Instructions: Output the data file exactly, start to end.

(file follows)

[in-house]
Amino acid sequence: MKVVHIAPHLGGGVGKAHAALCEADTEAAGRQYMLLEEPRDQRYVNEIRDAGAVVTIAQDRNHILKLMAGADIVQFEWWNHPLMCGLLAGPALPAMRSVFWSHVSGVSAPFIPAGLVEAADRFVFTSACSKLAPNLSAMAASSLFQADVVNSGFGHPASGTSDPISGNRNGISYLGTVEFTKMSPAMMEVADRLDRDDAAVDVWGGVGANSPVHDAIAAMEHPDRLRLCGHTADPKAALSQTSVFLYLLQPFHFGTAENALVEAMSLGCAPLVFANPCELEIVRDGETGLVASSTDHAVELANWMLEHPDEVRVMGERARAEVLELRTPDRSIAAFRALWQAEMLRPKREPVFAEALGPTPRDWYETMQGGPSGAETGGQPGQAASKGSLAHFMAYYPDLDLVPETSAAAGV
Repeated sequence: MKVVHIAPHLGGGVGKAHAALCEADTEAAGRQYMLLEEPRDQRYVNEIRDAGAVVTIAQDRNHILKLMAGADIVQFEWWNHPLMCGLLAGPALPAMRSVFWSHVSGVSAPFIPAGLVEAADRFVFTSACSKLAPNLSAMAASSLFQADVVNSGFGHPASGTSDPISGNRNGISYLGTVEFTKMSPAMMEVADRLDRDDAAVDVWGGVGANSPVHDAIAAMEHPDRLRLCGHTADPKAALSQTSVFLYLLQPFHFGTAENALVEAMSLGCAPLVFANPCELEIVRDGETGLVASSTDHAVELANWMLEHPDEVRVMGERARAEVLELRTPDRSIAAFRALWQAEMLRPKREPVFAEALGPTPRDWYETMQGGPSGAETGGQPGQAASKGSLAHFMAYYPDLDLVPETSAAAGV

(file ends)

[in-house]
Amino acid sequence: MKVVHIAPHLGGGVGKAHAALCEADTEAAGRQYMLLEEPRDQRYVNEIRDAGAVVTIAQDRNHILKLMAGADIVQFEWWNHPLMCGLLAGPALPAMRSVFWSHVSGVSAPFIPAGLVEAADRFVFTSACSKLAPNLSAMAASSLFQADVVNSGFGHPASGTSDPISGNRNGISYLGTVEFTKMSPAMMEVADRLDRDDAAVDVWGGVGANSPVHDAIAAMEHPDRLRLCGHTADPKAALSQTSVFLYLLQPFHFGTAENALVEAMSLGCAPLVFANPCELEIVRDGETGLVASSTDHAVELANWMLEHPDEVRVMGERARAEVLELRTPDRSIAAFRALWQAEMLRPKREPVFAEALGPTPRDWYETMQGGPSGAETGGQPGQAASKGSLAHFMAYYPDLDLVPETSAAAGV
Repeated sequence: MKVVHIAPHLGGGVGKAHAALCEADTEAAGRQYMLLEEPRDQRYVNEIRDAGAVVTIAQDRNHILKLMAGADIVQFEWWNHPLMCGLLAGPALPAMRSVFWSHVSGVSAPFIPAGLVEAADRFVFTSACSKLAPNLSAMAASSLFQADVVNSGFGHPASGTSDPISGNRNGISYLGTVEFTKMSPAMMEVADRLDRDDAAVDVWGGVGANSPVHDAIAAMEHPDRLRLCGHTADPKAALSQTSVFLYLLQPFHFGTAENALVEAMSLGCAPLVFANPCELEIVRDGETGLVASSTDHAVELANWMLEHPDEVRVMGERARAEVLELRTPDRSIAAFRALWQAEMLRPKREPVFAEALGPTPRDWYETMQGGPSGAETGGQPGQAASKGSLAHFMAYYPDLDLVPETSAAAGV